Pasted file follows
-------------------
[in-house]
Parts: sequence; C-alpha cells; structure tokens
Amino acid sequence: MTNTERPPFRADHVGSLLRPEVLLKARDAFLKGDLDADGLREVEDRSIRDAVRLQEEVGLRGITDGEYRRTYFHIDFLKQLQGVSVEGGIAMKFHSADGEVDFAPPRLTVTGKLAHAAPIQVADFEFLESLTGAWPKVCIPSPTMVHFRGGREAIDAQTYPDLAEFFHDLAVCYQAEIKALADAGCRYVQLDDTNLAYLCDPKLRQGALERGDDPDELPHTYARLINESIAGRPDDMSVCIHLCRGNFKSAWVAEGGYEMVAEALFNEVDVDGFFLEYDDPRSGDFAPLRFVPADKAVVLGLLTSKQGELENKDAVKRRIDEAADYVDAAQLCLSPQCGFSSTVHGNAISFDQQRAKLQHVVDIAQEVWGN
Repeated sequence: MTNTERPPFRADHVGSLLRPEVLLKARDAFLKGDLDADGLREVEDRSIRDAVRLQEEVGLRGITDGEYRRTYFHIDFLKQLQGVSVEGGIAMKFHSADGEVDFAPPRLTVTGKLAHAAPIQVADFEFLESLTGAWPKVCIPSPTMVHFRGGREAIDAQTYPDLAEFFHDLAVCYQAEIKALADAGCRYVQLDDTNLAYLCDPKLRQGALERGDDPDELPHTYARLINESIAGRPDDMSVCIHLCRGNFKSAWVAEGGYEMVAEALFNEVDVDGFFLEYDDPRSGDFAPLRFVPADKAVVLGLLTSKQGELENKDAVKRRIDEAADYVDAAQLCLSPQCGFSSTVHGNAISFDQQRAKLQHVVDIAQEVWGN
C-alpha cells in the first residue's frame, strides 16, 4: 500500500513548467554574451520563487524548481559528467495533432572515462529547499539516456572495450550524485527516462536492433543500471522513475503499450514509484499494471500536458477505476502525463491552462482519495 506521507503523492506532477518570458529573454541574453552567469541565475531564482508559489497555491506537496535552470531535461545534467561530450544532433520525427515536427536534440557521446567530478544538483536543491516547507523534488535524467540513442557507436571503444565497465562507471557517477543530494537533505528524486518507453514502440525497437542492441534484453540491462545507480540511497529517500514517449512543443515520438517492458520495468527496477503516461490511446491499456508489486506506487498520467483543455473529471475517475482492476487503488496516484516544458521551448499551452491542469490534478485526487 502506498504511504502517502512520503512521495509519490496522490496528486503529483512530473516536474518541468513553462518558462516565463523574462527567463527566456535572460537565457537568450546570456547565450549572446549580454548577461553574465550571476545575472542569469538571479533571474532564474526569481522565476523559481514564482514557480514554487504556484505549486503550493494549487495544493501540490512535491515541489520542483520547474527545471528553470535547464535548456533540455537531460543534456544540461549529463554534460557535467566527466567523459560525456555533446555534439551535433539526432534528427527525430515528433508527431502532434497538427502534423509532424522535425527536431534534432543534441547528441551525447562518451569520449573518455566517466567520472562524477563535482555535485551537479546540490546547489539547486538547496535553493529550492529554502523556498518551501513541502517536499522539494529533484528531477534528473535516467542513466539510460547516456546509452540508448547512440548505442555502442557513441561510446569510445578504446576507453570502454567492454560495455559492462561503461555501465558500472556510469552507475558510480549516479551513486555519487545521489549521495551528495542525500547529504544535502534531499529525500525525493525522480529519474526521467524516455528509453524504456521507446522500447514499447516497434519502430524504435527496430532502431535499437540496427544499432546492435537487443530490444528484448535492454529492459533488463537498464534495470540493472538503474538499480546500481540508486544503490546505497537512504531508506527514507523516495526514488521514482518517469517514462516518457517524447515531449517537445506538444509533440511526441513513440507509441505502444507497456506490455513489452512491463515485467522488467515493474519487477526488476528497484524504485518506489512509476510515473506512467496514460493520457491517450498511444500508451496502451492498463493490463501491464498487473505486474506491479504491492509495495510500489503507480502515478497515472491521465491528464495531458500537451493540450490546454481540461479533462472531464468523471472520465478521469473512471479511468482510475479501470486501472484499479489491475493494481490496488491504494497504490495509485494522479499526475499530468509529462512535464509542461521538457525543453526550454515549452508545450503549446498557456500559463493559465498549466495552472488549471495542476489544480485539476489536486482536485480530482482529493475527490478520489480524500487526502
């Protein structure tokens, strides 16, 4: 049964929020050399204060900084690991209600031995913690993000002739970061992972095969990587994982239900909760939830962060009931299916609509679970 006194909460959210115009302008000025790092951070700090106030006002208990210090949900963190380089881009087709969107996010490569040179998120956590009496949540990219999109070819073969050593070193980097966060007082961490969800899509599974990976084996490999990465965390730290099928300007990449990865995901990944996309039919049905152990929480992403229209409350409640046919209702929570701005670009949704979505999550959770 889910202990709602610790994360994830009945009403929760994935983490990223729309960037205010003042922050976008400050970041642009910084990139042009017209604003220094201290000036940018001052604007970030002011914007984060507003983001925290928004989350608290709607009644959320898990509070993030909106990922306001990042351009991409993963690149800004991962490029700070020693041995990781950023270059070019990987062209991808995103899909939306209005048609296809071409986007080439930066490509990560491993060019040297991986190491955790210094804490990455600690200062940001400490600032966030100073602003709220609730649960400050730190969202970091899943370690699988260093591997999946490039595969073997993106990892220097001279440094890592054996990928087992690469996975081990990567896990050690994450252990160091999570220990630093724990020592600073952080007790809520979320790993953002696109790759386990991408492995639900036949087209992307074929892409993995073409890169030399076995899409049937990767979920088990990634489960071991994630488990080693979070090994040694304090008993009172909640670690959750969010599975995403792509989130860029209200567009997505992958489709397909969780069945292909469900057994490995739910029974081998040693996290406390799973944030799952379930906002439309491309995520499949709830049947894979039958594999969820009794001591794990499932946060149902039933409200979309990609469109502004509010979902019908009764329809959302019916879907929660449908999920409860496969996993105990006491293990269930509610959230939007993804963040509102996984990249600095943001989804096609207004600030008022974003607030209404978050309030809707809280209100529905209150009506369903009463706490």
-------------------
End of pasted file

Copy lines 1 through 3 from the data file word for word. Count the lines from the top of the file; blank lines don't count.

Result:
[in-house]
Parts: sequence; C-alpha cells; structure tokens
Amino acid sequence: MTNTERPPFRADHVGSLLRPEVLLKARDAFLKGDLDADGLREVEDRSIRDAVRLQEEVGLRGITDGEYRRTYFHIDFLKQLQGVSVEGGIAMKFHSADGEVDFAPPRLTVTGKLAHAAPIQVADFEFLESLTGAWPKVCIPSPTMVHFRGGREAIDAQTYPDLAEFFHDLAVCYQAEIKALADAGCRYVQLDDTNLAYLCDPKLRQGALERGDDPDELPHTYARLINESIAGRPDDMSVCIHLCRGNFKSAWVAEGGYEMVAEALFNEVDVDGFFLEYDDPRSGDFAPLRFVPADKAVVLGLLTSKQGELENKDAVKRRIDEAADYVDAAQLCLSPQCGFSSTVHGNAISFDQQRAKLQHVVDIAQEVWGN